5 Qualities of an Entrepreneur: Skip the MBA, Get a Mentor

| August 25, 2015 | 0 Comments

Perhaps you’ve clicked past job listings that required advanced degrees you don’t have. That career ceiling typically disappears for successful entrepreneurs. In fact, college graduates experienced the largest slump in new business creation for 2011. Unlike a human resources department, most of your customers aren’t worried about what pieces of paper are hanging on the business owner’s wall. Let me put it this way: You really do have to be “qualified” to be an entrepreneur. You just don’t have to be “credentialed.”

Starting a business requires the ability to make something from nothing. This is more important than just having an idea. The ability to initiate something, from nothing more than an idea, into a functioning organization, is what is required. Allow these words from noted motivational speaker and author, Tony Robbins, to shed light on initiative. “Success comes from taking initiative and following up…persisting. To produce a new momentum toward success in your life.”

Entrepreneurs need the following 5 qualities to succeed:

  1. They make profitability their passion
  2. They have a strong success instinct
  3. They must have a strong work ethic
  4. They thrive on problem solving
  5. They are effective time and priority managers

It is no surprise to learn that doctors earn the highest income in America. From surgeons to dentists and orthodontists, the average income for these professionals ranges from $160,000 to $260,000 per year. However, consider all that is required to get into one of these occupations: the smarts, the long years of schooling, and the large student loans. But even these days, when an MD or DDS doesn’t guarantee you a job while saddling graduates with $160,000-$190,000 of debt. It definitely doesn’t promise a full and rewarding career.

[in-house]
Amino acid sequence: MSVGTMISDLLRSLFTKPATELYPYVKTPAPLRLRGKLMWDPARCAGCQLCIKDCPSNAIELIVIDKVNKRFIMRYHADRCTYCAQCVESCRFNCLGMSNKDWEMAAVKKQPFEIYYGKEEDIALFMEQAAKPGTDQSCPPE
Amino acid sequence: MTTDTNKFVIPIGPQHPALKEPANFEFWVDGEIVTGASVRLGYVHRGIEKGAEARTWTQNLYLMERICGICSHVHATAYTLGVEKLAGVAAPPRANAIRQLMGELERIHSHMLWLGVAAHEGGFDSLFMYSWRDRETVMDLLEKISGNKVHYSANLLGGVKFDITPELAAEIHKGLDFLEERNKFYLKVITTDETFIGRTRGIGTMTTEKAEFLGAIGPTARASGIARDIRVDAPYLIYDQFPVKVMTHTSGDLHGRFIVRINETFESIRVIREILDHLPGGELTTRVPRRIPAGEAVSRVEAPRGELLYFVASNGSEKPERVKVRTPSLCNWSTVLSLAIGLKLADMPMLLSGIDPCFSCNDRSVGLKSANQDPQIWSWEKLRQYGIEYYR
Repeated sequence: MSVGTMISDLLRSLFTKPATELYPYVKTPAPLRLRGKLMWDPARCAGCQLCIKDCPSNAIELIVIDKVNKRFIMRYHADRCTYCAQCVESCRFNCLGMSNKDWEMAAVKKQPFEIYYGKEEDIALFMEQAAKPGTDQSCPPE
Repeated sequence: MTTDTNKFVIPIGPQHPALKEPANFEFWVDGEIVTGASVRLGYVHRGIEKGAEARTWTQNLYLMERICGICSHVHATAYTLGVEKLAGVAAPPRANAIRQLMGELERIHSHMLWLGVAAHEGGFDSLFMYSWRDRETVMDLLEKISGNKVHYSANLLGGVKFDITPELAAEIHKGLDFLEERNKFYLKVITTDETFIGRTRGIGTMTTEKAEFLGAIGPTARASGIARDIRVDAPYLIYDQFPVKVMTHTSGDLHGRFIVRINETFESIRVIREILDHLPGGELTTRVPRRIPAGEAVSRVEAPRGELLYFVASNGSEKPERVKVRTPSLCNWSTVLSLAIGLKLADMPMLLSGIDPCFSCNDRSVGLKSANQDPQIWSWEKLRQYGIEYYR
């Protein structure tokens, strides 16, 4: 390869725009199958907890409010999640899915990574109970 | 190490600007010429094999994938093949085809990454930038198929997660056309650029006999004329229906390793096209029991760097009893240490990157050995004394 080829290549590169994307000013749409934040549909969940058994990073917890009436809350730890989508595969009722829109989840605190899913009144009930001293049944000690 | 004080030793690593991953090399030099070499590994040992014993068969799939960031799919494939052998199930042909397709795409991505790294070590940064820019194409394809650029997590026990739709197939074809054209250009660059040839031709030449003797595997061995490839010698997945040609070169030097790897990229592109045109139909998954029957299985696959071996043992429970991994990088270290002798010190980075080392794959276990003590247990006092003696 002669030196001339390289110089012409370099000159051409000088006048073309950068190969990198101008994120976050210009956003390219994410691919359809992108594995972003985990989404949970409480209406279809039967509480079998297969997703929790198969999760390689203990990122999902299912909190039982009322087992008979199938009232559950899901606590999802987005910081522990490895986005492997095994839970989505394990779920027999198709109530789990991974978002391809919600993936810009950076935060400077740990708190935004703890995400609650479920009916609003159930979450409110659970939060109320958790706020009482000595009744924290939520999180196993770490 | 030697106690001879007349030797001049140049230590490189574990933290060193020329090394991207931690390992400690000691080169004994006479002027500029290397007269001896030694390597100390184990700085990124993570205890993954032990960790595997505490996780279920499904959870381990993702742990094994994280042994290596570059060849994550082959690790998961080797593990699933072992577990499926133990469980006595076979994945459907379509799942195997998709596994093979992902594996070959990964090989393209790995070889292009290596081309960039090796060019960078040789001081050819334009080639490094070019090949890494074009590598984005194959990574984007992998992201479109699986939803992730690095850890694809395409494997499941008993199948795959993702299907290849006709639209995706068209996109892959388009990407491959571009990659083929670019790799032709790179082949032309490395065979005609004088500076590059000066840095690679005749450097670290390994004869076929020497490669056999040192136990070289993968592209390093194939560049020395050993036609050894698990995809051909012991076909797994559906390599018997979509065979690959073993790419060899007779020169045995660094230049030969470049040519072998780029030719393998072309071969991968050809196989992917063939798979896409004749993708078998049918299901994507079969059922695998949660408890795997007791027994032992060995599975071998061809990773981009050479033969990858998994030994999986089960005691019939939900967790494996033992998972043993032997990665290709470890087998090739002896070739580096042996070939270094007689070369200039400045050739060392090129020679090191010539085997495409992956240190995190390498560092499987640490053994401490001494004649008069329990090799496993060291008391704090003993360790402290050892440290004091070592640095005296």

Next time you feel the itch to apply to grad school, get a MBA or take classes, take a moment to pause. Is there a mentor in your community or your industry organization? Will one of them take the moment to give you the education you really want without the commitment of tuition or time away from your business? Ask around and pick the brains of people you admire and respect. We all need cheerleaders!

In addition to a mentor, some business owners also seek out—and pay for—a business coach. A coach is someone who can work with you in a more hands-on way to develop badly needed leadership or management skills. Accepting the help of a coach can take great humility, but the personal and financial rewards are often well worth it.

I am happy to report that you can make the same income—or more—as a savvy businessman. That’s right. I started one of my first businesses with only a $10,000 initial investment. I made as much money as a surgeon typically does. In more recent years, I have earned far more. The best part of it is that the money I have made went to starting more businesses, sending my kids to great schools, and spending time with my family.

Filed in: Blog, Money, Success
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